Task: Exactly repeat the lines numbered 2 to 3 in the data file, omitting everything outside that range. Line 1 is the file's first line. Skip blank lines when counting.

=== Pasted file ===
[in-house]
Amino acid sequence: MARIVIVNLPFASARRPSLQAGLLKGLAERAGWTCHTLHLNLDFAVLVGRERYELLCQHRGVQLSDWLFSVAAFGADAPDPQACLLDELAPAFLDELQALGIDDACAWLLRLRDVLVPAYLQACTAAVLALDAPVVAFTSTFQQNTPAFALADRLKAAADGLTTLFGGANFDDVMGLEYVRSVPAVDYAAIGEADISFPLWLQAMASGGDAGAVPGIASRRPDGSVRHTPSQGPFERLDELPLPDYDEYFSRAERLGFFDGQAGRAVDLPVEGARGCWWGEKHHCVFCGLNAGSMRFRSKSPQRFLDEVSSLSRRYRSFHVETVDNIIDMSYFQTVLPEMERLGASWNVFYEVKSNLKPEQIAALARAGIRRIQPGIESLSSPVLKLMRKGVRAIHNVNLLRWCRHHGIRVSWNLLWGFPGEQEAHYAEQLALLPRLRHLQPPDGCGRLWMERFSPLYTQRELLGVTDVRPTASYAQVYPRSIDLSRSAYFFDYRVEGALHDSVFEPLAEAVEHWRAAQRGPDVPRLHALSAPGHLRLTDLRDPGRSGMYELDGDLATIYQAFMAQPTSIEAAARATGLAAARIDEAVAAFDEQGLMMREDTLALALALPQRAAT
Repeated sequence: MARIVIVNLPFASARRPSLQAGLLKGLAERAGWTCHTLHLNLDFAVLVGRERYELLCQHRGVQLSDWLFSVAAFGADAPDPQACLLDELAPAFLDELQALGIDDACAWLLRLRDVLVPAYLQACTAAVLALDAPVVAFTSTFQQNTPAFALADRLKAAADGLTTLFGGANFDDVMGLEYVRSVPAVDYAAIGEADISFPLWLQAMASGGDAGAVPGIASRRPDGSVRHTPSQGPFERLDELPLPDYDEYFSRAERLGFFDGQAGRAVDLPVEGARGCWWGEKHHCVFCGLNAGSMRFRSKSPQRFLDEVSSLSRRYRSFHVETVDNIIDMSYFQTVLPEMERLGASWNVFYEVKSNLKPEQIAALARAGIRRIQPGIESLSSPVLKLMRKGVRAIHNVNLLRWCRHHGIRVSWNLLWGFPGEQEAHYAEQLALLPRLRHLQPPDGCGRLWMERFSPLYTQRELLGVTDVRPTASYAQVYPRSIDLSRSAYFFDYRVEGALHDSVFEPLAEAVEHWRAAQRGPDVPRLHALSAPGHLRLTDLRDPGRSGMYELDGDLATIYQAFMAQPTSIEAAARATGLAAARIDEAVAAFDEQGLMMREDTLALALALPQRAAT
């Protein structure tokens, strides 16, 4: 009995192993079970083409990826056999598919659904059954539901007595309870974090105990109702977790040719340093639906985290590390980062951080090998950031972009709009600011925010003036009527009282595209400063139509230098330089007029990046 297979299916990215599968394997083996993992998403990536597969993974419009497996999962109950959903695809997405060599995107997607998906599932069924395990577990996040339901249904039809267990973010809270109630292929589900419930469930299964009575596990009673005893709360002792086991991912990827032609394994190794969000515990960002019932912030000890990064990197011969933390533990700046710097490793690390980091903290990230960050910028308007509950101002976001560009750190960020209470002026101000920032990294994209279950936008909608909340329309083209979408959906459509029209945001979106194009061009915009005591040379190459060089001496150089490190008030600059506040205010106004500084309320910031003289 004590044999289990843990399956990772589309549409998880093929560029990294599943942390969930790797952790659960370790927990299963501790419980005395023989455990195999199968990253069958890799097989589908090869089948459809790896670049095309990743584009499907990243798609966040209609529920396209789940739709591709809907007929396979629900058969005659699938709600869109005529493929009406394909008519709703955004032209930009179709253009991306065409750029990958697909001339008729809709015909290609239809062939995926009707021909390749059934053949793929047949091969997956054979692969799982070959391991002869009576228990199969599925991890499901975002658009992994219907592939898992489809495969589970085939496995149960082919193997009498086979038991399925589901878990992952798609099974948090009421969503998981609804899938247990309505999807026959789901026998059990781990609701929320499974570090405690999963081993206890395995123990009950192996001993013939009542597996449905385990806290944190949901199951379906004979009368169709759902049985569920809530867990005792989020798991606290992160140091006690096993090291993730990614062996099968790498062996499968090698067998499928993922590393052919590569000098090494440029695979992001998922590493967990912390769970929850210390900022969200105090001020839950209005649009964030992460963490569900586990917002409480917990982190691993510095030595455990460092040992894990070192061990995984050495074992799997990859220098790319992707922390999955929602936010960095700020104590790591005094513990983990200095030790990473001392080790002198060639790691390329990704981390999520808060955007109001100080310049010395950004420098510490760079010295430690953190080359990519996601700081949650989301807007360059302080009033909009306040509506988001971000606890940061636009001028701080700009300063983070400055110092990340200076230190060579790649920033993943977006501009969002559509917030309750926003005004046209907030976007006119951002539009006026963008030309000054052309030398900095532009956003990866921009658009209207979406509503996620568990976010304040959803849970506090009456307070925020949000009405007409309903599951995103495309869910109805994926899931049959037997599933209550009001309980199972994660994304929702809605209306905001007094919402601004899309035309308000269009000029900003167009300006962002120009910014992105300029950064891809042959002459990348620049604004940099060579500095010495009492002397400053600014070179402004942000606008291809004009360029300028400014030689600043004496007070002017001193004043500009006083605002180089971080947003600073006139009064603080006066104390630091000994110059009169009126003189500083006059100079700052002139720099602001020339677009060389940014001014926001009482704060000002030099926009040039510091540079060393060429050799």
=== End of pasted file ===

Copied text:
Amino acid sequence: MARIVIVNLPFASARRPSLQAGLLKGLAERAGWTCHTLHLNLDFAVLVGRERYELLCQHRGVQLSDWLFSVAAFGADAPDPQACLLDELAPAFLDELQALGIDDACAWLLRLRDVLVPAYLQACTAAVLALDAPVVAFTSTFQQNTPAFALADRLKAAADGLTTLFGGANFDDVMGLEYVRSVPAVDYAAIGEADISFPLWLQAMASGGDAGAVPGIASRRPDGSVRHTPSQGPFERLDELPLPDYDEYFSRAERLGFFDGQAGRAVDLPVEGARGCWWGEKHHCVFCGLNAGSMRFRSKSPQRFLDEVSSLSRRYRSFHVETVDNIIDMSYFQTVLPEMERLGASWNVFYEVKSNLKPEQIAALARAGIRRIQPGIESLSSPVLKLMRKGVRAIHNVNLLRWCRHHGIRVSWNLLWGFPGEQEAHYAEQLALLPRLRHLQPPDGCGRLWMERFSPLYTQRELLGVTDVRPTASYAQVYPRSIDLSRSAYFFDYRVEGALHDSVFEPLAEAVEHWRAAQRGPDVPRLHALSAPGHLRLTDLRDPGRSGMYELDGDLATIYQAFMAQPTSIEAAARATGLAAARIDEAVAAFDEQGLMMREDTLALALALPQRAAT
Repeated sequence: MARIVIVNLPFASARRPSLQAGLLKGLAERAGWTCHTLHLNLDFAVLVGRERYELLCQHRGVQLSDWLFSVAAFGADAPDPQACLLDELAPAFLDELQALGIDDACAWLLRLRDVLVPAYLQACTAAVLALDAPVVAFTSTFQQNTPAFALADRLKAAADGLTTLFGGANFDDVMGLEYVRSVPAVDYAAIGEADISFPLWLQAMASGGDAGAVPGIASRRPDGSVRHTPSQGPFERLDELPLPDYDEYFSRAERLGFFDGQAGRAVDLPVEGARGCWWGEKHHCVFCGLNAGSMRFRSKSPQRFLDEVSSLSRRYRSFHVETVDNIIDMSYFQTVLPEMERLGASWNVFYEVKSNLKPEQIAALARAGIRRIQPGIESLSSPVLKLMRKGVRAIHNVNLLRWCRHHGIRVSWNLLWGFPGEQEAHYAEQLALLPRLRHLQPPDGCGRLWMERFSPLYTQRELLGVTDVRPTASYAQVYPRSIDLSRSAYFFDYRVEGALHDSVFEPLAEAVEHWRAAQRGPDVPRLHALSAPGHLRLTDLRDPGRSGMYELDGDLATIYQAFMAQPTSIEAAARATGLAAARIDEAVAAFDEQGLMMREDTLALALALPQRAAT